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Arrowverse Order: The Complete Episode Timeline

arrowverse banner image with a collection of superheroes and text that says The Arrowverse Timeline

What started as a small, gritty realization of one of DC’s minor characters, the Green Arrow, has turned into a huge television universe. This is the Arrowverse episode viewing order (as well as a few books and comics), putting it all together.

What’s on the Arrowverse Timeline?

Welcome to our unofficial Arrowverse timeline, which assembles all of the media comprising the DCTV universe that started with Arrow on the CW. This is just one of our DC Comics timelines. This timeline includes media from the following:

  • Arrow: The CW show following Oliver Queen as Green Arrow as he defends Star City.
  • The Flash: The CW show following Barry Allen who gains super speed and becomes the Flash, defending his home town of Central City.
  • Legends of Tomorrow (LoT): A time-travel adventure on the CW, featuring multiple characters.
  • Vixen: An animated adventure found exclusively online. It features the character Vixen, a woman from Detroit with a magic totem that allows her to gain the abilities of any animal.
  • Constantine: A show that originally debuted on NBC, but ended after one season. The show was adopted into the Arrowverse timeline when the main character appeared on a season 4 episode of Arrow.
  • Tie-in comics/books: Several shows have tie-in comics and a few books that flesh out the characters/stories.
  • Supergirl: Though Supergirl exists in an alternate dimension from the Arrowverse, the Flash does possess the ability to travel the multiverse, therefore making it possible to meet Supergirl in her own dimension. Additionally, this show eventually merged with the main Arrowverse timeline.
  • Black Lightning: This show started as its own thing, not part of Arrowverse continuity, but that changed with the Crisis on Infinite Earths event that brought these timelines, including Black Lightning, together.
  • Batwoman: The show that started with a backdoor pilot in the 2018 crossover, Batwoman eventually received her own series in 2019.
  • Superman & Lois: A show that explores the dynamic of Superman and Lois as parents of teenage twins. Taking place after the Crisis on Infinite Earth’s crossover (hence explaining some of the continuity problems).

Please note that Stargirl is not part of the Arrowverse and is therefore not included here, even though it is a CW show. This may change in the future as more crossovers open doors to new possibilities.

Arrowverse Timeline Table

First, take a look through this table of the complete episode order, as well as some of the Arrowverse novels and comics, all laid out in a definitive order together.

Then continue reading for a complete breakdown of how everything fits together. Also don’t forget to look at all of our other DC timeline.

Note: if you click any of the links below and end up buying something, a very small percentage of that will go to my Netflix fund, and it costs nothing extra for you. Much appreciated!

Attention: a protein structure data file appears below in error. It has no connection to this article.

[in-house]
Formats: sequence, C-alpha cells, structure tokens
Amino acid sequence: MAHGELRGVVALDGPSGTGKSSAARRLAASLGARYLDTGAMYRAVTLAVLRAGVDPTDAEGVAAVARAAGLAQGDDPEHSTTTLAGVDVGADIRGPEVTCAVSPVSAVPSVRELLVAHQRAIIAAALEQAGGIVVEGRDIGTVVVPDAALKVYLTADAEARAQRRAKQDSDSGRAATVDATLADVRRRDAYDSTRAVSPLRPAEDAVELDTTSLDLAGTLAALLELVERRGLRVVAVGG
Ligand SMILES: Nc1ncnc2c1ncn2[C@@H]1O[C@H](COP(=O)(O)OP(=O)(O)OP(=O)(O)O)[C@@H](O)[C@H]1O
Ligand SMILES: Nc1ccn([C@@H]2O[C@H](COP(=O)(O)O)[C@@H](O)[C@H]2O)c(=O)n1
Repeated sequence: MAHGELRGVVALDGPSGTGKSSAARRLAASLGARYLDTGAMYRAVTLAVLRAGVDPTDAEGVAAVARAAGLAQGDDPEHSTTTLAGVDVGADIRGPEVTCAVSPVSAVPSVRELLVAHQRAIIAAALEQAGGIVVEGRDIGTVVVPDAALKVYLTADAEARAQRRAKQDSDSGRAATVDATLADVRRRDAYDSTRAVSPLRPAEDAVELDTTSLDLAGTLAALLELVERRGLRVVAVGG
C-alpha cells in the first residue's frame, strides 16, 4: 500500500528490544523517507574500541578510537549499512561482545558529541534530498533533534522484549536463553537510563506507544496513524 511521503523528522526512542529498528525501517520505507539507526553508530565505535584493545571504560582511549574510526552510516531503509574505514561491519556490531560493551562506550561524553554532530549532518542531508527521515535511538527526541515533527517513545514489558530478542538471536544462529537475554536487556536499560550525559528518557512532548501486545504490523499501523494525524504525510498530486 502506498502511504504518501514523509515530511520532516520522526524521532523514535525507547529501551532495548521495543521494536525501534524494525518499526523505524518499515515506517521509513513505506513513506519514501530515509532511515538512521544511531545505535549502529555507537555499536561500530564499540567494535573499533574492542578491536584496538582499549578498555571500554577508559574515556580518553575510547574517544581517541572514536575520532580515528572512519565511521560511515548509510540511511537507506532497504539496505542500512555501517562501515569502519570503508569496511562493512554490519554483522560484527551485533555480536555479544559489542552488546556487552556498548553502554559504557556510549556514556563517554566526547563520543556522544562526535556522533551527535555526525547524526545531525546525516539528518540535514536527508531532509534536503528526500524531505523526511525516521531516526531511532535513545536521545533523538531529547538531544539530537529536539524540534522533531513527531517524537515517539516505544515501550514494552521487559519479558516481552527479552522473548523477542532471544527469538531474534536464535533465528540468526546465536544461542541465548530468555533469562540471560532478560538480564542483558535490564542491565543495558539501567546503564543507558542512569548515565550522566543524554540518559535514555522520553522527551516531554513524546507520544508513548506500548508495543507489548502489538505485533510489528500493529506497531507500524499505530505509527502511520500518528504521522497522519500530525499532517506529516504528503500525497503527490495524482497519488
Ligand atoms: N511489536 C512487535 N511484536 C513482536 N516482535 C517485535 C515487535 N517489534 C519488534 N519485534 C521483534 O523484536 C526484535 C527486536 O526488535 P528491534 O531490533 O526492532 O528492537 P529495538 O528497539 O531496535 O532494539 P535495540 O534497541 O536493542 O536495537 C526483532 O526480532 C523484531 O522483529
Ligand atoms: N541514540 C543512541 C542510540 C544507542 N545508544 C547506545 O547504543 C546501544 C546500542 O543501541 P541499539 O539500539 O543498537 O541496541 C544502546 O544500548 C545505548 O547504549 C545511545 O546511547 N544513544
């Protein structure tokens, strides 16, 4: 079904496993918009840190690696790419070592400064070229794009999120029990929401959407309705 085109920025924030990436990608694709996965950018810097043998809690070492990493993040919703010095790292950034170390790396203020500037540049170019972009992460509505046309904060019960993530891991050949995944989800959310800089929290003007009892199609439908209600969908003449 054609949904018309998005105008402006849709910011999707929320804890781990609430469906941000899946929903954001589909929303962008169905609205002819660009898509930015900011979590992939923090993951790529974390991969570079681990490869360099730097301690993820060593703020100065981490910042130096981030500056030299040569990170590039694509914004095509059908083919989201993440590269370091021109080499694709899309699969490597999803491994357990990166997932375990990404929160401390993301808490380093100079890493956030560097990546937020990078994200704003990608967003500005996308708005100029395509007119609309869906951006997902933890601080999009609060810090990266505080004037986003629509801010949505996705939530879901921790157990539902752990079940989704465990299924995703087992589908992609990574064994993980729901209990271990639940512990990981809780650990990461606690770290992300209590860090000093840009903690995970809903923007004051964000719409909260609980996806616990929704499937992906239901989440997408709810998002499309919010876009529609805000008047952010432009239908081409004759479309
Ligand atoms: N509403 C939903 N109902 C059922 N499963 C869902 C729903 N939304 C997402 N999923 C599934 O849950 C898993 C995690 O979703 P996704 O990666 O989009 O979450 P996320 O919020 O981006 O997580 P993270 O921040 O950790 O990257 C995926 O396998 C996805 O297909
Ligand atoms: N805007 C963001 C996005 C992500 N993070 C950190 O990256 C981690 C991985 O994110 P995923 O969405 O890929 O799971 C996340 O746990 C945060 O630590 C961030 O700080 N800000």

The Arrowverse Seasons in Order

There’s so much in the Arrowverse timeline, that it can be difficult to keep everything straight. Thankfully most of the shows tend to come out in chronological order, and so it’s more a matter of keeping all the shows straight, and which seasons go with which.

Here is a basic breakdown of the different seasons and how they related to each other:

  • Year 1: Arrow (Season 1)
  • Year 2: Arrow (Season 2)
  • Year 3: Arrow (Season 3), The Flash (Season 1), Constantine (Season 1)
  • Year 4: Arrow (Season 4), The Flash (Season 2), Supergirl (Season 1)
  • Year 4.5: Legends of Tomorrow (Season 1)
  • Year 5: Arrow (Season 5), The Flash (Season 3), Supergirl (Season 2), Legends of Tomorrow (Season 2)
  • Year 6: Arrow (Season 6), The Flash (Season 4), Supergirl (Season 3), Legends of Tomorrow (Season 3), Black Lightning (Season 1)
  • Year 7: Arrow (Season 7), The Flash (Season 5), Supergirl (Season 4), Legends of Tomorrow (Season 4), first 3 episodes of Batwoman, Black Lightning (Season 2)
  • Year 8: Arrow (Season 8), The Flash (Season 6), Supergirl (Season 5), Legends of Tomorrow (Season 5), Batwoman (the rest of Season 1), Black Lightning (Season 3)
  • Year 9: The Flash (Season 7), Supergirl (Season 5), Legends of Tomorrow (Season 6), Batwoman (Season 2), Black Lightning (Season 4), Superman & Lois (Season 1)

There are also some web and animated series, such as Vixen and Freedom Fighters: The Ray, which we didn’t include here for simplicity’s sake. But you can find those in the full list above.

So let’s break this down year by year:

Year One

Our first year saw the debut of Arrow, the CW show inspired by past successes like Smallville (where the emerald archer was played by Justin Hartley).

The show focused on a lesser-known DC character, Oliver Queen, aka the Green Arrow, and served as an origin story for the character, played by Stephen Amell.

The show had Oliver return home after being long presumed dead. Instead, he had been living on an island, and the show contains many flashbacks to his time there, and how it has shaped him returning home.

Once home, he becomes a crime-fighting vigilate, brutally attacking rich and corrupt business and crime lords and, much like Robin Hood, sharing that wealth with the needy.

Important Episodes:

  • Arrow 1.1: Oliver returns home from the island of Lian Yu and becomes “The Hood.”
  • Arrow 1.8: Helena Berrtinelli (the Huntress) makes an appearance in this episode.
  • Arrow 1.23: The season finale where Malcolm Merlyn’s Undertaking program decimates a neighborhood in the city, but Oliver is able to help.

Year Two

In Year Two, Arrow is still the only show on television, but the possibility of more would be revealed in this season.

This season brought back Slade Wilson (aka Deathstroke) to the Arrowverse. We’d seen him before in flashbacks, but in this season he becomes the main villain of the show.

As a side note: This season is my favorite, probably in the entire Arrowverse, and it’s because of Slade Wilson and the actor who played him, Manu Bennett. He’s just phenomenal.